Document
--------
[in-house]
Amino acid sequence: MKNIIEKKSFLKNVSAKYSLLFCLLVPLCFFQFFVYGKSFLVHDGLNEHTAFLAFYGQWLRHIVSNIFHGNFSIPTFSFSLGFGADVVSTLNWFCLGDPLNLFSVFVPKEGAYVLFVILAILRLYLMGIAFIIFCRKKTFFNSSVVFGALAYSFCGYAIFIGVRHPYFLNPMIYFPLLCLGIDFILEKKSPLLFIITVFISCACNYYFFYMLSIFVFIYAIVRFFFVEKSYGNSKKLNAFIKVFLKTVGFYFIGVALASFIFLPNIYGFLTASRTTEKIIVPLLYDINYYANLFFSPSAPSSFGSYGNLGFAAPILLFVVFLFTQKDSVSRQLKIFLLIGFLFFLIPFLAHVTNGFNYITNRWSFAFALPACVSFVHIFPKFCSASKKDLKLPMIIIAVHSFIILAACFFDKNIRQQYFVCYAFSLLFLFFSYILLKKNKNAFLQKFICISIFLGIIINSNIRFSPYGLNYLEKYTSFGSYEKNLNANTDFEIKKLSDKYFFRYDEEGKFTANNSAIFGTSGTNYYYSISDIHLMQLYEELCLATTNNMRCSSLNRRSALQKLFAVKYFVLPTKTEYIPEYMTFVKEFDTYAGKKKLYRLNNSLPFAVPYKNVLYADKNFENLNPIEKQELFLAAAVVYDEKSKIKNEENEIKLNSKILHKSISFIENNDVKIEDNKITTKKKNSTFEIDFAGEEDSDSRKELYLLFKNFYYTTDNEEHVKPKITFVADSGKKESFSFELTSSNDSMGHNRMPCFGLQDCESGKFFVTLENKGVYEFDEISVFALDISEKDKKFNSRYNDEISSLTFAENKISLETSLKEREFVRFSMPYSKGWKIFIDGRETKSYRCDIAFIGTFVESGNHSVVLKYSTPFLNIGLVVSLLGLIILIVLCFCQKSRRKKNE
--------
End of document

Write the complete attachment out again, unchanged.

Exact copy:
[in-house]
Amino acid sequence: MKNIIEKKSFLKNVSAKYSLLFCLLVPLCFFQFFVYGKSFLVHDGLNEHTAFLAFYGQWLRHIVSNIFHGNFSIPTFSFSLGFGADVVSTLNWFCLGDPLNLFSVFVPKEGAYVLFVILAILRLYLMGIAFIIFCRKKTFFNSSVVFGALAYSFCGYAIFIGVRHPYFLNPMIYFPLLCLGIDFILEKKSPLLFIITVFISCACNYYFFYMLSIFVFIYAIVRFFFVEKSYGNSKKLNAFIKVFLKTVGFYFIGVALASFIFLPNIYGFLTASRTTEKIIVPLLYDINYYANLFFSPSAPSSFGSYGNLGFAAPILLFVVFLFTQKDSVSRQLKIFLLIGFLFFLIPFLAHVTNGFNYITNRWSFAFALPACVSFVHIFPKFCSASKKDLKLPMIIIAVHSFIILAACFFDKNIRQQYFVCYAFSLLFLFFSYILLKKNKNAFLQKFICISIFLGIIINSNIRFSPYGLNYLEKYTSFGSYEKNLNANTDFEIKKLSDKYFFRYDEEGKFTANNSAIFGTSGTNYYYSISDIHLMQLYEELCLATTNNMRCSSLNRRSALQKLFAVKYFVLPTKTEYIPEYMTFVKEFDTYAGKKKLYRLNNSLPFAVPYKNVLYADKNFENLNPIEKQELFLAAAVVYDEKSKIKNEENEIKLNSKILHKSISFIENNDVKIEDNKITTKKKNSTFEIDFAGEEDSDSRKELYLLFKNFYYTTDNEEHVKPKITFVADSGKKESFSFELTSSNDSMGHNRMPCFGLQDCESGKFFVTLENKGVYEFDEISVFALDISEKDKKFNSRYNDEISSLTFAENKISLETSLKEREFVRFSMPYSKGWKIFIDGRETKSYRCDIAFIGTFVESGNHSVVLKYSTPFLNIGLVVSLLGLIILIVLCFCQKSRRKKNE